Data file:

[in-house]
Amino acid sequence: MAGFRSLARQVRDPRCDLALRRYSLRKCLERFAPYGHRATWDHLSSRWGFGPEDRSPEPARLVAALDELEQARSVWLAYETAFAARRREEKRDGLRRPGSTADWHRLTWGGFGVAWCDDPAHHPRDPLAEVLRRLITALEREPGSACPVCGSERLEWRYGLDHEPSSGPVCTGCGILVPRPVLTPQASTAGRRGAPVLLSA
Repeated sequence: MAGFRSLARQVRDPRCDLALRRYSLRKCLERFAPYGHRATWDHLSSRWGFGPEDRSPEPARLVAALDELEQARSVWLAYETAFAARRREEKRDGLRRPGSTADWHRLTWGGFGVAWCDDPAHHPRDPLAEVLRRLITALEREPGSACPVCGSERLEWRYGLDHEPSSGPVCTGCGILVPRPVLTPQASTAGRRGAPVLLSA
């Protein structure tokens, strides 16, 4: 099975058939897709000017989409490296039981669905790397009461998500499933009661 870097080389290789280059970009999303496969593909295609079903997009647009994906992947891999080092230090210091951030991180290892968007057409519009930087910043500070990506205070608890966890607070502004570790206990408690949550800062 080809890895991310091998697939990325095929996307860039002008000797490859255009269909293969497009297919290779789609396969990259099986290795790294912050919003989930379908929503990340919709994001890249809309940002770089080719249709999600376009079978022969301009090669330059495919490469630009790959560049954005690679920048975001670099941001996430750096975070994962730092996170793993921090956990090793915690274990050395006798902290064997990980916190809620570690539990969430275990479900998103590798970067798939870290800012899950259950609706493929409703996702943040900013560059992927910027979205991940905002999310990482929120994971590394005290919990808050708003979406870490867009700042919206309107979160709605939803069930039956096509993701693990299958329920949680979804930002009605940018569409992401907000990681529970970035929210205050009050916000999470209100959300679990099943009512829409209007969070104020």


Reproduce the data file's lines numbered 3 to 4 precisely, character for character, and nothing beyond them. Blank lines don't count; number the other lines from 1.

Repeated sequence: MAGFRSLARQVRDPRCDLALRRYSLRKCLERFAPYGHRATWDHLSSRWGFGPEDRSPEPARLVAALDELEQARSVWLAYETAFAARRREEKRDGLRRPGSTADWHRLTWGGFGVAWCDDPAHHPRDPLAEVLRRLITALEREPGSACPVCGSERLEWRYGLDHEPSSGPVCTGCGILVPRPVLTPQASTAGRRGAPVLLSA
């Protein structure tokens, strides 16, 4: 099975058939897709000017989409490296039981669905790397009461998500499933009661 870097080389290789280059970009999303496969593909295609079903997009647009994906992947891999080092230090210091951030991180290892968007057409519009930087910043500070990506205070608890966890607070502004570790206990408690949550800062 080809890895991310091998697939990325095929996307860039002008000797490859255009269909293969497009297919290779789609396969990259099986290795790294912050919003989930379908929503990340919709994001890249809309940002770089080719249709999600376009079978022969301009090669330059495919490469630009790959560049954005690679920048975001670099941001996430750096975070994962730092996170793993921090956990090793915690274990050395006798902290064997990980916190809620570690539990969430275990479900998103590798970067798939870290800012899950259950609706493929409703996702943040900013560059992927910027979205991940905002999310990482929120994971590394005290919990808050708003979406870490867009700042919206309107979160709605939803069930039956096509993701693990299958329920949680979804930002009605940018569409992401907000990681529970970035929210205050009050916000999470209100959300679990099943009512829409209007969070104020």